By Kate Theimer
This is the best introduction to the general topic of Web 2.0 that I know about:
“Web 2.0” is a buzzword. Like all buzzwords, it gained popularity because it’s useful for capturing the meaning of something. But it also has been over-used and become something of a cliché. The technology cognoscenti have now moved on and are talking about Web 3.0 (the semantic Web), and even Web 4.0. But for most of us, “Web 2.0” accurately describes the Web we know and use.
The origins of the term are a bit disputed, but its most prominent early use was by O’Reilly Media, who sponsored the “Web 2.0” conference in 2004. The term “2.0” refers to the system used by software developers to signify new versions of software—that is, by assigning a new number (rather than using, say, 1.8, or 1.9), the developers signal that this software release has significant changes and differences. “Web 2.0,” then was used to signify that the Web had begun a fundamental change in the way people were able to use it.
There is no agreed upon definition of Web 2.0. While O’Reilly Media may have popularized it, the term was not created by one company or type of software. Rather, it describes a confluence of changes in Web design and functionality that resulted in fundamental differences in the ways developers and users approach the Web. The most significant of these changes are:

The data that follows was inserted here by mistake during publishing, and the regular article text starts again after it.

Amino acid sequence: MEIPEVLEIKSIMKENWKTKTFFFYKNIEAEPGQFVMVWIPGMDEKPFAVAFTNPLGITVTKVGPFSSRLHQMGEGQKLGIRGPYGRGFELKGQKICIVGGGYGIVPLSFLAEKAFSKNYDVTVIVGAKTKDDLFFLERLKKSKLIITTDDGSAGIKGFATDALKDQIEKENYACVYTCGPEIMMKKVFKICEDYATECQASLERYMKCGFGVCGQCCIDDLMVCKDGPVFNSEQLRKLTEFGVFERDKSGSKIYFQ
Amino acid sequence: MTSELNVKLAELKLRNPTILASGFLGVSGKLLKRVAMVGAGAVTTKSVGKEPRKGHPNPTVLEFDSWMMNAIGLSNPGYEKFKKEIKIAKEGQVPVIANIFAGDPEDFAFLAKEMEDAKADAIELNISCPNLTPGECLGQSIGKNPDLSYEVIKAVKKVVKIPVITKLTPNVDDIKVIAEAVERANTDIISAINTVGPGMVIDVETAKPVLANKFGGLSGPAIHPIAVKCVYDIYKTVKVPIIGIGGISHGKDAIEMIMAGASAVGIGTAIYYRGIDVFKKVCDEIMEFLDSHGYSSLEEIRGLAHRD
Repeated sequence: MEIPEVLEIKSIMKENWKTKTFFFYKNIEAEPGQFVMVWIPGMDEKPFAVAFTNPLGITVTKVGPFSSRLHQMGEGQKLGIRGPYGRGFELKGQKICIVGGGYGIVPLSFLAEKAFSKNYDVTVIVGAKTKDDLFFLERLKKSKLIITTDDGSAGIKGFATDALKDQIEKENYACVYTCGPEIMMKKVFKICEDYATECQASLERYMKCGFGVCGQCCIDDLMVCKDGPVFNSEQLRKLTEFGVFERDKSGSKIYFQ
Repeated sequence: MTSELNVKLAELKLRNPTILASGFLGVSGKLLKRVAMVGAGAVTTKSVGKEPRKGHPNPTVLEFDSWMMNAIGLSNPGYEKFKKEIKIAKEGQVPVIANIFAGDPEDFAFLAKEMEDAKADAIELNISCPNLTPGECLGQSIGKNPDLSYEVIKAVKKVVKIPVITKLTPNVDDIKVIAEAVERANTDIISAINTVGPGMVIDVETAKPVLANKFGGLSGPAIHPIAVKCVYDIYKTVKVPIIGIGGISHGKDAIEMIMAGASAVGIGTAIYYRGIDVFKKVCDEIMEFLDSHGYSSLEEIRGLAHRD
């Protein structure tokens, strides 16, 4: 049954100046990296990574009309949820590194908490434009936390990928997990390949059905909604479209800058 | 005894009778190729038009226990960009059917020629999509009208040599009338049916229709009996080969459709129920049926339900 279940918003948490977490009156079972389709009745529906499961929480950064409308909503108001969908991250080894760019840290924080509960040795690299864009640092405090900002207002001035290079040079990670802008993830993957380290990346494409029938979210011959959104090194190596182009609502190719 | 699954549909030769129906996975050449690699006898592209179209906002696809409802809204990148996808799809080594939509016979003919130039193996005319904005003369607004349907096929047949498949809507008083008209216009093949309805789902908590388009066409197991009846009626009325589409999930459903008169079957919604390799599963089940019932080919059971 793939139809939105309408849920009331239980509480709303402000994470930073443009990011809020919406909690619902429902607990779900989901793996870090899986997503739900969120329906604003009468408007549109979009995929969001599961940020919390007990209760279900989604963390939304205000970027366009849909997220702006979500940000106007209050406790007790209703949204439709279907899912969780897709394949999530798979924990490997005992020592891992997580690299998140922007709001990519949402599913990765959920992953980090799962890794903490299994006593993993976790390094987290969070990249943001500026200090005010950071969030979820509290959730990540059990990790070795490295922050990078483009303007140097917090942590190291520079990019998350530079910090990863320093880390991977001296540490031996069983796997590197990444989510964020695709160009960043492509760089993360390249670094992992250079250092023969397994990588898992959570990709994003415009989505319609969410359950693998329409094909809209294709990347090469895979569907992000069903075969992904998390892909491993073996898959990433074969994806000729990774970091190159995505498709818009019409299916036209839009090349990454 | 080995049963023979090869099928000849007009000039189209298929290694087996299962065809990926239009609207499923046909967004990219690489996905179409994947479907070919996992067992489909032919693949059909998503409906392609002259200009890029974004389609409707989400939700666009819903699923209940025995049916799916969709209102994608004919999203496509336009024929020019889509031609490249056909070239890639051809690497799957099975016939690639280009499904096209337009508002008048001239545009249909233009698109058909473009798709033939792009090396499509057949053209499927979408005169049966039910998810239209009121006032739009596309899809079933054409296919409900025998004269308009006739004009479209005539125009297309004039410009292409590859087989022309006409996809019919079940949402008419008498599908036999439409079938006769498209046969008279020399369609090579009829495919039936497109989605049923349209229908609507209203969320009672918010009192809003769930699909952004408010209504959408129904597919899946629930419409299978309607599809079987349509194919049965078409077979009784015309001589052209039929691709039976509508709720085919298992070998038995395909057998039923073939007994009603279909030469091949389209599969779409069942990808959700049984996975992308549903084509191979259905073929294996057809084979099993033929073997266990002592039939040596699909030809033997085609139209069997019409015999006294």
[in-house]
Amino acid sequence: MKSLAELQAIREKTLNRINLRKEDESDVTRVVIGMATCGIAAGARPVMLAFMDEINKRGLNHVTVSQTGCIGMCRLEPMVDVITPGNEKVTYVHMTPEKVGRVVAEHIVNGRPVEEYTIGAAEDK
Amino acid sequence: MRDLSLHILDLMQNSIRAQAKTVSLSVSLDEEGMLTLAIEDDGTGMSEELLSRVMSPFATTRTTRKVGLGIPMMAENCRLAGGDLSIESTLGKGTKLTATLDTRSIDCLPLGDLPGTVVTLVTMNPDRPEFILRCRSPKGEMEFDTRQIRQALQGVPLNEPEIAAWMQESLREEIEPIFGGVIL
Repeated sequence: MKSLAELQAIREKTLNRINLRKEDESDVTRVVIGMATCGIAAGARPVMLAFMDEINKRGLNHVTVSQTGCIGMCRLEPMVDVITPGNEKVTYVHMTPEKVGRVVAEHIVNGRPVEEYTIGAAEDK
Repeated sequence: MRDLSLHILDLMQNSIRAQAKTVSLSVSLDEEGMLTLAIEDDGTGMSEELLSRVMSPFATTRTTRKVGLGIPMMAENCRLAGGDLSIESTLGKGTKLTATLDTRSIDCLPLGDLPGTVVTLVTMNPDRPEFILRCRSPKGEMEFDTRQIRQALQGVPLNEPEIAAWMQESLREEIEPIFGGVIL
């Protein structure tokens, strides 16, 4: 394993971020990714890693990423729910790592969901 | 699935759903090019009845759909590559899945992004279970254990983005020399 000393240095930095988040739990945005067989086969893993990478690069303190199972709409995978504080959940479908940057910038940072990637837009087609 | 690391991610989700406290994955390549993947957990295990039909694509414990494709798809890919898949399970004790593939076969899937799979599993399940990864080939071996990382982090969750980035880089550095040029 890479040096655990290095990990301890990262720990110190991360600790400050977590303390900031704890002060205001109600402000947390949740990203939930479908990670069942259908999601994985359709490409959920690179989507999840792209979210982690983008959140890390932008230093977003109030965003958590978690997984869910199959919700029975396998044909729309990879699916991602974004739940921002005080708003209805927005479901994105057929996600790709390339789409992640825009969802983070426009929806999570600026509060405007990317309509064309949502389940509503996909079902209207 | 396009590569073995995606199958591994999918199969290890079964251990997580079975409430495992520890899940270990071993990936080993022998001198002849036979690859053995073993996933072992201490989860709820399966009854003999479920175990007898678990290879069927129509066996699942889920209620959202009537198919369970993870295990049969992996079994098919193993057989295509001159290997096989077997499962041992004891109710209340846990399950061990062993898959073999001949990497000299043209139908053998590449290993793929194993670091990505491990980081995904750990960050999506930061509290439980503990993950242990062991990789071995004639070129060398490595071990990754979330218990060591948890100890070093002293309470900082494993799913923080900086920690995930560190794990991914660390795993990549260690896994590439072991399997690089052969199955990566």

- “Network as platform” or “cloud computing”
- Open standards, open source, openness in general
- Creation of syndicated content—use of RSS
- Customized Web experience for users
- Broad use of interactivity
- Prevalence of user-created content
- Integration of user-to-user connection.
A good example of how these different elements come together is the hugely popular online retail site, amazon.com. Once you create an account, it remembers you and presents you with a customized home page when you enter the site. Based on the products you look at and buy on the site, amazon.com makes recommendations for other products it thinks you may also enjoy. You can customize your own experience by creating shopping or wish lists. You can sign up to have amazon.com contact you when products you are interested in become available. You can also interact with the information Amazon provides by rating products or writing a review. In addition to contributing reviews, you can also publish your own lists and recommendations to share with other users. If you have your own blog or Web site, you can even choose to add a widget to your site that promotes amazon.com products (and generates revenue for you).
Note that according to a recent post on Mashable.com, in 2009 the use of the term “social media” overtook “Web 2.0” in popularity—at least in terms of Google searches. There seems to be no clear consensus on what the difference is between Web 2.0 and social media , but I’ll give it a go—Web 2.0 includes both the infrastructure (the technical aspects of the changes in the Web) and the products that were created with that infrastructure (blogs, Flickr, Twitter, etc.) while social media refers just to the products and how they are used. That may not be quite right, but I think it’s in the right ball park.
- The Interactive Archivist: Case Studies in Utilizing Web 2.0 to Improve the Archival Experience
- About Web 2.0, How Web 2.0 Changes Internet Use, Web 2.0 Challenge to Archives
- “11 Reasons Why Library 2.0 Exists and Matters,” January 9, 2006, and “Library 2.0 Debased,” January 17, 2008, on Blyberg.net: a library-geek blog
- “Looking Back at TechSource: 5 Years of Blog Posts,” Library 2.0 guru Michael Stephens looks at some of his favorite postings from ALA’s blog TechSource, on Tame the Web blog, December 21, 2010.